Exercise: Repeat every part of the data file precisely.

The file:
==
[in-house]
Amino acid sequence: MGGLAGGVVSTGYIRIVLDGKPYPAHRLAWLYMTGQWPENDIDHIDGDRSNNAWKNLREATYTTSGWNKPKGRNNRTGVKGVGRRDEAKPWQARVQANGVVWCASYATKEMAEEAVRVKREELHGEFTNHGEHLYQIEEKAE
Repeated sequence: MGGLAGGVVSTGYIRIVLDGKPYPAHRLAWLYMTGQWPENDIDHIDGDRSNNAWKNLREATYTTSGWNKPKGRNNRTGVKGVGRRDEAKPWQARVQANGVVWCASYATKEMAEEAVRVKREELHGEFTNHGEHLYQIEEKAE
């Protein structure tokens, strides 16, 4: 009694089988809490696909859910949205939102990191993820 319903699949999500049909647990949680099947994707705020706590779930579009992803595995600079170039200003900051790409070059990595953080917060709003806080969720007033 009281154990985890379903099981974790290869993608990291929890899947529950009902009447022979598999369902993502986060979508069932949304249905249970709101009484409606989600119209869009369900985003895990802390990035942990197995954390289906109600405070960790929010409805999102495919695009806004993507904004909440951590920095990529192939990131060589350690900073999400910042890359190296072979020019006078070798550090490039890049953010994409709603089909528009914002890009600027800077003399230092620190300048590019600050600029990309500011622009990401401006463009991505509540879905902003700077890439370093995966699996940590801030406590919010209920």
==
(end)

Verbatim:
[in-house]
Amino acid sequence: MGGLAGGVVSTGYIRIVLDGKPYPAHRLAWLYMTGQWPENDIDHIDGDRSNNAWKNLREATYTTSGWNKPKGRNNRTGVKGVGRRDEAKPWQARVQANGVVWCASYATKEMAEEAVRVKREELHGEFTNHGEHLYQIEEKAE
Repeated sequence: MGGLAGGVVSTGYIRIVLDGKPYPAHRLAWLYMTGQWPENDIDHIDGDRSNNAWKNLREATYTTSGWNKPKGRNNRTGVKGVGRRDEAKPWQARVQANGVVWCASYATKEMAEEAVRVKREELHGEFTNHGEHLYQIEEKAE
């Protein structure tokens, strides 16, 4: 009694089988809490696909859910949205939102990191993820 319903699949999500049909647990949680099947994707705020706590779930579009992803595995600079170039200003900051790409070059990595953080917060709003806080969720007033 009281154990985890379903099981974790290869993608990291929890899947529950009902009447022979598999369902993502986060979508069932949304249905249970709101009484409606989600119209869009369900985003895990802390990035942990197995954390289906109600405070960790929010409805999102495919695009806004993507904004909440951590920095990529192939990131060589350690900073999400910042890359190296072979020019006078070798550090490039890049953010994409709603089909528009914002890009600027800077003399230092620190300048590019600050600029990309500011622009990401401006463009991505509540879905902003700077890439370093995966699996940590801030406590919010209920």